10. Proper and intelligible debate on the UN Declaration on the Rights of Disabled Persons needs to take place whereby all those in political sensitive positions are to realize the implications of such a document.
11. Local Councils need to build universal designed infrastructure and ‘whistleblow’ when their communities are being discriminatory.
12. The reasonability clause in the Equal Opportunities Legislation 2000 (Persons with Disability) needs to be used sparingly rather than habitually.
13. The University of Malta should provide more funds when it comes to research on disability issues.
14. We need to look closely at the Centers for Independent Living (UK) models to contrast the heavily staffed and disabling model of the Adult Training Centers. The ATC buildings should remain open till the evening to double up for community centers for one and all.
15. The dependency of charity on disabled people and vice versa needs to stop. Adequate public policy is to fill in the gaps.
16. The establishment of a Disability Studies Association that would converge and mentor research being done at graduate and post-graduate levels in this field of specialization is a priority.
17. There is still no consensus on what ‘inclusive education’ means to different people. ‘Inclusive education’ requires a strategy that does not stumble in special schools, learning zones and other exclusionary and segregative practices – but this has to be a long-term strategic rendezvous – we need serious debate on this issue.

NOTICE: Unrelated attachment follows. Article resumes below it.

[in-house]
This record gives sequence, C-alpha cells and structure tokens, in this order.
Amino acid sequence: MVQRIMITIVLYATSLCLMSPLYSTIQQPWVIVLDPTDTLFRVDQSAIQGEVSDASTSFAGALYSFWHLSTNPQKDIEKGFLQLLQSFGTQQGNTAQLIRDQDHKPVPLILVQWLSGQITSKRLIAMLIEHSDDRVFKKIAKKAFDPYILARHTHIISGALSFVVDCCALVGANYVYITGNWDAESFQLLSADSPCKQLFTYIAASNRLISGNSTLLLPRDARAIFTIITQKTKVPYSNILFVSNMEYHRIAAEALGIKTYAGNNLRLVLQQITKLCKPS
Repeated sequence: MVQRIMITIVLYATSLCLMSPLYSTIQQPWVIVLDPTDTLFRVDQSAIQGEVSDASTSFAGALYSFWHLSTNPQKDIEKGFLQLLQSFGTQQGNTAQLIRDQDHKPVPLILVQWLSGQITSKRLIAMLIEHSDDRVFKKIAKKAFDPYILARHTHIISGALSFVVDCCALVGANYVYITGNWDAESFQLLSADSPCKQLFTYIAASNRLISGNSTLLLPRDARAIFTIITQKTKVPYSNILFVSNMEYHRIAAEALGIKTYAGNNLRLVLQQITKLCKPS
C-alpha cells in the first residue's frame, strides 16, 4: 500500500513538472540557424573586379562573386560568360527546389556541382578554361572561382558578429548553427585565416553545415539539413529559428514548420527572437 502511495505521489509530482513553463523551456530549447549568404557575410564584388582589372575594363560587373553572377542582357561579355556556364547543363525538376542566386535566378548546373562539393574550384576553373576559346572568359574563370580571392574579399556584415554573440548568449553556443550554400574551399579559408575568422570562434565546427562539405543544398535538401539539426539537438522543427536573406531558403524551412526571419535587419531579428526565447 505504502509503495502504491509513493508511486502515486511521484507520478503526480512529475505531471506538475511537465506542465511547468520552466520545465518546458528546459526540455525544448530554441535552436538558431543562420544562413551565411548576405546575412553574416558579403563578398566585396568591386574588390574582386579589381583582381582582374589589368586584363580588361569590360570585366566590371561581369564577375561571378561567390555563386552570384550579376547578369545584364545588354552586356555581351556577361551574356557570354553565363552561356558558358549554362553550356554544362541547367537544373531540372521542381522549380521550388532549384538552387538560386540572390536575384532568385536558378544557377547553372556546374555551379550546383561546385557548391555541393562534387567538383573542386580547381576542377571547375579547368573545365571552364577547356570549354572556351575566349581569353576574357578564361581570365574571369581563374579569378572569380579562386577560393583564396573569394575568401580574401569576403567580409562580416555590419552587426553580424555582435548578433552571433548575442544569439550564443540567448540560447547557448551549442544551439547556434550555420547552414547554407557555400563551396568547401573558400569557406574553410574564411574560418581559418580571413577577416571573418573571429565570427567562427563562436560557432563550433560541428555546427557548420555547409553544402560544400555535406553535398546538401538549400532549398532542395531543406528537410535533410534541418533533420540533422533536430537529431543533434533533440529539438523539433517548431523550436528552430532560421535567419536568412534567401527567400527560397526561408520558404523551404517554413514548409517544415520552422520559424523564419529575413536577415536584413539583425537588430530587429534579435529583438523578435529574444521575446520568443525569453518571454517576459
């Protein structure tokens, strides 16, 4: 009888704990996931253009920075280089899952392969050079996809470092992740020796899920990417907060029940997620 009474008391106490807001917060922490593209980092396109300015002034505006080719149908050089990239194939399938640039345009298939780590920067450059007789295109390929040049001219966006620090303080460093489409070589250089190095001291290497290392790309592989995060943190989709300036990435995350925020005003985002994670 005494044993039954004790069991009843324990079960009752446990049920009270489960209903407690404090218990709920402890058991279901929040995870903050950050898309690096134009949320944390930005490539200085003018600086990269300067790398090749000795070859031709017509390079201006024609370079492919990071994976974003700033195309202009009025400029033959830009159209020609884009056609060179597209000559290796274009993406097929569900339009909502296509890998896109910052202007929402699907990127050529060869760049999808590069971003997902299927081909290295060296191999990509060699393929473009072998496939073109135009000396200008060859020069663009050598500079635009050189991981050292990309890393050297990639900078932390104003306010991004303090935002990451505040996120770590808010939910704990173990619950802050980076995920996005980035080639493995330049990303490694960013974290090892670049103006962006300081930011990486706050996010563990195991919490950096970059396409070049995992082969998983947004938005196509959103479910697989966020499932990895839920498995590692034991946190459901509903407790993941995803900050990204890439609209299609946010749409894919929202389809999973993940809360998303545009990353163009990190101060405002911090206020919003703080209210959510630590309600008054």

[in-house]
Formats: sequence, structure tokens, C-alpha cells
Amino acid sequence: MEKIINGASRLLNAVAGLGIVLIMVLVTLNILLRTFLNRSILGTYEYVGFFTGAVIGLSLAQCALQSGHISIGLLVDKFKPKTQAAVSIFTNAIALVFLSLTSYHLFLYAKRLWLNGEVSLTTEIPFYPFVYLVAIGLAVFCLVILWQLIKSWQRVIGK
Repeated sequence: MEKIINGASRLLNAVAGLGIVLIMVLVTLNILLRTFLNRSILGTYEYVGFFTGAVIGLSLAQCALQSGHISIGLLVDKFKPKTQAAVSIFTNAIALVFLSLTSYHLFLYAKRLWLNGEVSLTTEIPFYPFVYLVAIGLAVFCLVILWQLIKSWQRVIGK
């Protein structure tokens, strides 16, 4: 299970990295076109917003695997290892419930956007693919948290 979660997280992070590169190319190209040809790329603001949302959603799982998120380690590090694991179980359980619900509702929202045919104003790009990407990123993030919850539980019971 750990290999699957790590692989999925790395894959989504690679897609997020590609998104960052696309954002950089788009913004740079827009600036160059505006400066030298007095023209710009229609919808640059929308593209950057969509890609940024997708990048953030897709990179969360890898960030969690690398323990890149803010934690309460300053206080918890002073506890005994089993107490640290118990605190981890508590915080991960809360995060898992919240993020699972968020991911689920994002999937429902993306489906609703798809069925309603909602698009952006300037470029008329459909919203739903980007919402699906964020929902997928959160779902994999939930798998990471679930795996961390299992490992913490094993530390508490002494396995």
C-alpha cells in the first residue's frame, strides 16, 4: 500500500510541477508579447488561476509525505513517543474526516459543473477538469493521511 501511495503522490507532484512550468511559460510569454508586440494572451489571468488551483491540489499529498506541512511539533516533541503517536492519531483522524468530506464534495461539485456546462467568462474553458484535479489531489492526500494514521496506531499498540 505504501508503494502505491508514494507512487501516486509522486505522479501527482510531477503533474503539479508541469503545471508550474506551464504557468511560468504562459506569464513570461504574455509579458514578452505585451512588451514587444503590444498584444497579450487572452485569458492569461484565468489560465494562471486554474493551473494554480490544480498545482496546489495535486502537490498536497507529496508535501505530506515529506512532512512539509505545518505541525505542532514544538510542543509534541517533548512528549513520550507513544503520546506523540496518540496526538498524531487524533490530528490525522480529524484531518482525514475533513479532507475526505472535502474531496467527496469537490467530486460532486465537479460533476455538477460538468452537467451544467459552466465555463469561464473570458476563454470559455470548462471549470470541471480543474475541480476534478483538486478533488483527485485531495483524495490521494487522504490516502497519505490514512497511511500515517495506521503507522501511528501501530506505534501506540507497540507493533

18. NGOs should avoid running programmes for disabled students during school time, especially if this entails being withdrawn from class and from the school premises. Activities should take place with all the students and within the context of a student’s programme. Getting them away from their group will not serve any long-term educational purpose.
19. We need to promote Direct Payment and Personal Assistant Schemes in a more strategic and structured way.
20. MCAST programmes for disabled young people need to be localized within particular Institutes rather than placed at the margins of service-delivery.
21. We need to have more disabled young people like Roberta Magri (vide 1/3/2009~The Sunday Times of Malta) that are vociferous and strong worded in the media. What pulls me down is the defensive responses such contributions get. It is unacceptable that we rationalize discrimination.
22. We need to go beyond the rhetoric of annual reports and re-engage public policy in a creative way to make society work for its citizens and not the other way round.
With so many ‘dyed-in-the-wool’ disabled people and their relatives, with so many professional allies, specialists and experts, with so much ground gained in these last 25 years, the disability community can surely get much more out of this struggle which will apply itself to the rejuvenation and rekindling of the ‘disability movement in Malta’!
Andrew Azzopardi is Producer and Presenter of 'Ghandi x' Nghid' a current affairs programme broadcasted on Radju Malta (93.7FM) every Saturday at 9.05am